See we went through a mad journey filled with hyperemesis, SPD, house build, decoration, 2 trips abroad (Canada at 14 weeks and india at 20) and we got a lot of advice, mostly unsolicited from all angles. 
We had 9 months of listening to some rather interesting guidance from people (listened to – not acted upon) who put rationalised their arguments in an almost scientific manner. 

We got everything from “how best to get pregnant” to “how to make sure your child is fair skinned”. Basically from the ridiculous, to the just down right stupid.

Most of the superstitions and commentary that I came across were to do with “how to make sure your baby is white and fair”. Honestly if we had a white baby there would be some serious chuffing questions to be answered in my household!!!

The irony of it all, is that its Asians that project these superstitions to other Asians… like it wasn’t enough to have an India free of Empirical Rule, but we now demand to have white babies now too?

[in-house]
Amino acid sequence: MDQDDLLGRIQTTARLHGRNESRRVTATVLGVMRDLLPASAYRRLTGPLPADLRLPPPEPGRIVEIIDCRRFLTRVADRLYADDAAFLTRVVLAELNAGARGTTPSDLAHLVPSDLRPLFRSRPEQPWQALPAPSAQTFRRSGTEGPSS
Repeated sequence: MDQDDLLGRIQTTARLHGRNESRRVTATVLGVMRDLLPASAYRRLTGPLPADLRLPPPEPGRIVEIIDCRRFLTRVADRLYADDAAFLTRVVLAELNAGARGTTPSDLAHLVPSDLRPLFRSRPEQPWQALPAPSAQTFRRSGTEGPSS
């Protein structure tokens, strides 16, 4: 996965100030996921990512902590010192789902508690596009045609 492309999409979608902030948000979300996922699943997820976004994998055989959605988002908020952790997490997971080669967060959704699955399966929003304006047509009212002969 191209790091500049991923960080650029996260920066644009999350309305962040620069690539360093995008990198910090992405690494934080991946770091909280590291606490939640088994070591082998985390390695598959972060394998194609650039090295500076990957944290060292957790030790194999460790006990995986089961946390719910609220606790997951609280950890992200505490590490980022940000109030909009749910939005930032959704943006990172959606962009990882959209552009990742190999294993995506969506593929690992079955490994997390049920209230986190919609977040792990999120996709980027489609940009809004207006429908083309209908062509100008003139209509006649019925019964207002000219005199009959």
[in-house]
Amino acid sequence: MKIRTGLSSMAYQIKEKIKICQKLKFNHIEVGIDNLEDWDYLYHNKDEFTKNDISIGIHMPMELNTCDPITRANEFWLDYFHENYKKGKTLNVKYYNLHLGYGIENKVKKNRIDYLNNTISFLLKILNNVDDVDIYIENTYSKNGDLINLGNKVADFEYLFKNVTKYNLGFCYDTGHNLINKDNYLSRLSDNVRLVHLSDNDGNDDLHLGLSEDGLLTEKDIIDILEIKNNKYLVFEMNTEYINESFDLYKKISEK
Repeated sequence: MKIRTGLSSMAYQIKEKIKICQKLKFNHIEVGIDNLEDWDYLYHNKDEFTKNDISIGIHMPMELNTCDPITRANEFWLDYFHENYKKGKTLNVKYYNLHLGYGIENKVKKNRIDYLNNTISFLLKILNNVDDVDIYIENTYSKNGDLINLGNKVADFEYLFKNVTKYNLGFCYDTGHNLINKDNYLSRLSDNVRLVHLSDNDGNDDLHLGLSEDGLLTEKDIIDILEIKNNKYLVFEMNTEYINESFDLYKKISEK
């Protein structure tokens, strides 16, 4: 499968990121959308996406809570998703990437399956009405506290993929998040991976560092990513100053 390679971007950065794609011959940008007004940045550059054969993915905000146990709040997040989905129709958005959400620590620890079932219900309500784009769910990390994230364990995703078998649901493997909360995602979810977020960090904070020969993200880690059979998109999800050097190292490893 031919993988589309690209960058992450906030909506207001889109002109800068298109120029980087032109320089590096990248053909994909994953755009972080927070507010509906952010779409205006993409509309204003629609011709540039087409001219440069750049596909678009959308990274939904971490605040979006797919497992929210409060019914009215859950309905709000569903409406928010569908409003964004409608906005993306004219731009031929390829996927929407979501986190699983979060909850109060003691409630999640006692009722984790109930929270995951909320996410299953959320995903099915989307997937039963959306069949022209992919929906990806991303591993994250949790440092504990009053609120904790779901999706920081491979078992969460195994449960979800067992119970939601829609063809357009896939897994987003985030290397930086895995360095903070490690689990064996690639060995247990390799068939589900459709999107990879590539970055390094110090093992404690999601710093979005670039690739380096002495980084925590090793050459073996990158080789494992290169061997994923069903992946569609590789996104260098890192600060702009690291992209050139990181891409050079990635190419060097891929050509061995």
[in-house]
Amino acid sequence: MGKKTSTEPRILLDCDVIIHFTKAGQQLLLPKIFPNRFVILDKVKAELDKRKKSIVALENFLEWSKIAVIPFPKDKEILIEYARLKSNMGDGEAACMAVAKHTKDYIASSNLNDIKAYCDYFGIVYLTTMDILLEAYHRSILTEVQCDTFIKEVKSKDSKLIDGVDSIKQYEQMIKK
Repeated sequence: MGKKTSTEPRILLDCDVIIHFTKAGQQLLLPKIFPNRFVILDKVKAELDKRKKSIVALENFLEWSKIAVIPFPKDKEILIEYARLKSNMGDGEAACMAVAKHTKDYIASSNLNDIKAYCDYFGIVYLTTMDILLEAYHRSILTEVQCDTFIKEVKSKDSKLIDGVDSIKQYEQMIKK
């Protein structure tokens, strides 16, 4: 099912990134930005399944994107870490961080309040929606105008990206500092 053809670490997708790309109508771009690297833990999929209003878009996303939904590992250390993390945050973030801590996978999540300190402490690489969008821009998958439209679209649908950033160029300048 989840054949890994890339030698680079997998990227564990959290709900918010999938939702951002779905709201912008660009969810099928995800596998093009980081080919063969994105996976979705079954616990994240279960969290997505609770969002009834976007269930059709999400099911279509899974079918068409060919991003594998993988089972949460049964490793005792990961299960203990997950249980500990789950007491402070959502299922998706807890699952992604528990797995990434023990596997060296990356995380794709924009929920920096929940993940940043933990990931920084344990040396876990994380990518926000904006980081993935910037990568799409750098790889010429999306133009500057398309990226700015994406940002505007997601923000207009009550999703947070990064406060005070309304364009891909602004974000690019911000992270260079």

I’m not sure where this fascination with fair skin has come from, and this obsession that the world (and by world, I mean Indian desi mothers) has with fair skin = beautiful. What is the cultural bias that Indians have towards fair skin? (see number 1 and 2 below). 

India is a country full of brown skinned people, who have varying degrees of skin tone from very fair, to really dark skin, basically 50 shades of brown. So when someone said to my wife, “keep a picture of a white baby in your bedroom and your baby will turn out white” I had to give them the ‘WTF’ glare and then share the comment with the whole world.

Here are some of the nonsense comments perpetuated by seemingly intelligent and educated people from the Indian subcontinent (and some from around the world in general).